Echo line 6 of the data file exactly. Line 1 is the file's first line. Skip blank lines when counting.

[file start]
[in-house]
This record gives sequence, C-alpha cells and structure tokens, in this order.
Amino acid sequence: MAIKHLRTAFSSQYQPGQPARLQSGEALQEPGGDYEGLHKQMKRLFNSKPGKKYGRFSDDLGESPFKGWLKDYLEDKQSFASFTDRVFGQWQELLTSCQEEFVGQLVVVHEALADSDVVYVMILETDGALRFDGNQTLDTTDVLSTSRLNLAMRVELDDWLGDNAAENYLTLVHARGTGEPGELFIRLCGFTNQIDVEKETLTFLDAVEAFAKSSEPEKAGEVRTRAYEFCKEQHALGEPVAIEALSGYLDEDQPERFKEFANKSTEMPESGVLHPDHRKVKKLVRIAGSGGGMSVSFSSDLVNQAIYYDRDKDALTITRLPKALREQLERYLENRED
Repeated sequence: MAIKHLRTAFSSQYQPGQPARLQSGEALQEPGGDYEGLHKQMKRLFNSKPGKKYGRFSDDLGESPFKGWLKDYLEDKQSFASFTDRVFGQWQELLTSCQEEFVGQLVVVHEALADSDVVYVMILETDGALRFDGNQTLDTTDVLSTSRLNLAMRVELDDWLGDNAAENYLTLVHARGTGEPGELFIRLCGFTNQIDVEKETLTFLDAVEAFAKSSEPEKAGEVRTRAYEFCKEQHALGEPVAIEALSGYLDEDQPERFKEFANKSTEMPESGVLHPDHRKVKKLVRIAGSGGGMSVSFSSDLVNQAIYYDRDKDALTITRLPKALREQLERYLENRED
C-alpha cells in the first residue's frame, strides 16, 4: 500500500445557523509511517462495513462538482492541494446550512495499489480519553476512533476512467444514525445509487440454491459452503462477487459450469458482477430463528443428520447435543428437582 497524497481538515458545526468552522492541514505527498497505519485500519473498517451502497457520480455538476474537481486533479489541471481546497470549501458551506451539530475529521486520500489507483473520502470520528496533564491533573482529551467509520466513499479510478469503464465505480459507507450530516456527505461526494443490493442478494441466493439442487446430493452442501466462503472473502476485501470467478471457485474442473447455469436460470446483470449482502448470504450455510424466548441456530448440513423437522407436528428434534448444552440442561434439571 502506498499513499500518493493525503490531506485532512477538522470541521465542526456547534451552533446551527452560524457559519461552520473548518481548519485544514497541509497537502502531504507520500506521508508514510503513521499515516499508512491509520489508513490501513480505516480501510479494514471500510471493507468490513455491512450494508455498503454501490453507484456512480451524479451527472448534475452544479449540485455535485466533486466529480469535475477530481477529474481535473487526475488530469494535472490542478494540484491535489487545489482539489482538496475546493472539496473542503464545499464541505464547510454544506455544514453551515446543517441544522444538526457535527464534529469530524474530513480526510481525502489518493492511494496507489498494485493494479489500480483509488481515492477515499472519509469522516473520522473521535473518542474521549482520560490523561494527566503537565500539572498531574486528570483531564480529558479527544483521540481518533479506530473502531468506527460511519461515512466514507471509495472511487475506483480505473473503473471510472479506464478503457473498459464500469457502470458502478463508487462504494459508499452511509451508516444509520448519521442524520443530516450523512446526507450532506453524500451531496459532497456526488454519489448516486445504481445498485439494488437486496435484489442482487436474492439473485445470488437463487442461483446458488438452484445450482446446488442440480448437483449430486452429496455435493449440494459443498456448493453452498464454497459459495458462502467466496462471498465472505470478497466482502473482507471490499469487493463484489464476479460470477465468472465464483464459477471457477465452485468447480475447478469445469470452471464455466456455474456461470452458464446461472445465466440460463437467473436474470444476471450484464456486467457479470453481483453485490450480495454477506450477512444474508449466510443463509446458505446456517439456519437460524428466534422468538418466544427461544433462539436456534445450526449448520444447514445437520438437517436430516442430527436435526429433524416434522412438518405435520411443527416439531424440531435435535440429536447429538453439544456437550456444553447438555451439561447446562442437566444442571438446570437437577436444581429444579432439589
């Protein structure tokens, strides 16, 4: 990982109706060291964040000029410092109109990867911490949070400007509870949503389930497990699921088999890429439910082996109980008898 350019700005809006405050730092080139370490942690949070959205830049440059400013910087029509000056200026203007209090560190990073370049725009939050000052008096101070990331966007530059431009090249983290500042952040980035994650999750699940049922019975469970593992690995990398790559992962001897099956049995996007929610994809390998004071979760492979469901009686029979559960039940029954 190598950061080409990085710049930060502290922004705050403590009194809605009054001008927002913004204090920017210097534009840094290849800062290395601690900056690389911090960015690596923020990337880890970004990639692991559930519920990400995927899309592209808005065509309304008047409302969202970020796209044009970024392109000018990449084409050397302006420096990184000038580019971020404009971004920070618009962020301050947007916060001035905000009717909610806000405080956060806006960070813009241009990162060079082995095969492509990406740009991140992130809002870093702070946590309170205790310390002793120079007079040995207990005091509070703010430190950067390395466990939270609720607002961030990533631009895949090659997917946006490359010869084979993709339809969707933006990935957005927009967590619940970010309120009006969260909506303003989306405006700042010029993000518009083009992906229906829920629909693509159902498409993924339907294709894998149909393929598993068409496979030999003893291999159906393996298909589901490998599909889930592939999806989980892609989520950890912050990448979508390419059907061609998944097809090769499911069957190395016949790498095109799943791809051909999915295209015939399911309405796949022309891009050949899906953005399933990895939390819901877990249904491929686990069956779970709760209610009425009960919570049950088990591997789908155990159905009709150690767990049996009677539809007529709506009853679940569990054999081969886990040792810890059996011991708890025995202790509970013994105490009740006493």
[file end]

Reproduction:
């Protein structure tokens, strides 16, 4: 990982109706060291964040000029410092109109990867911490949070400007509870949503389930497990699921088999890429439910082996109980008898 350019700005809006405050730092080139370490942690949070959205830049440059400013910087029509000056200026203007209090560190990073370049725009939050000052008096101070990331966007530059431009090249983290500042952040980035994650999750699940049922019975469970593992690995990398790559992962001897099956049995996007929610994809390998004071979760492979469901009686029979559960039940029954 190598950061080409990085710049930060502290922004705050403590009194809605009054001008927002913004204090920017210097534009840094290849800062290395601690900056690389911090960015690596923020990337880890970004990639692991559930519920990400995927899309592209808005065509309304008047409302969202970020796209044009970024392109000018990449084409050397302006420096990184000038580019971020404009971004920070618009962020301050947007916060001035905000009717909610806000405080956060806006960070813009241009990162060079082995095969492509990406740009991140992130809002870093702070946590309170205790310390002793120079007079040995207990005091509070703010430190950067390395466990939270609720607002961030990533631009895949090659997917946006490359010869084979993709339809969707933006990935957005927009967590619940970010309120009006969260909506303003989306405006700042010029993000518009083009992906229906829920629909693509159902498409993924339907294709894998149909393929598993068409496979030999003893291999159906393996298909589901490998599909889930592939999806989980892609989520950890912050990448979508390419059907061609998944097809090769499911069957190395016949790498095109799943791809051909999915295209015939399911309405796949022309891009050949899906953005399933990895939390819901877990249904491929686990069956779970709760209610009425009960919570049950088990591997789908155990159905009709150690767990049996009677539809007529709506009853679940569990054999081969886990040792810890059996011991708890025995202790509970013994105490009740006493």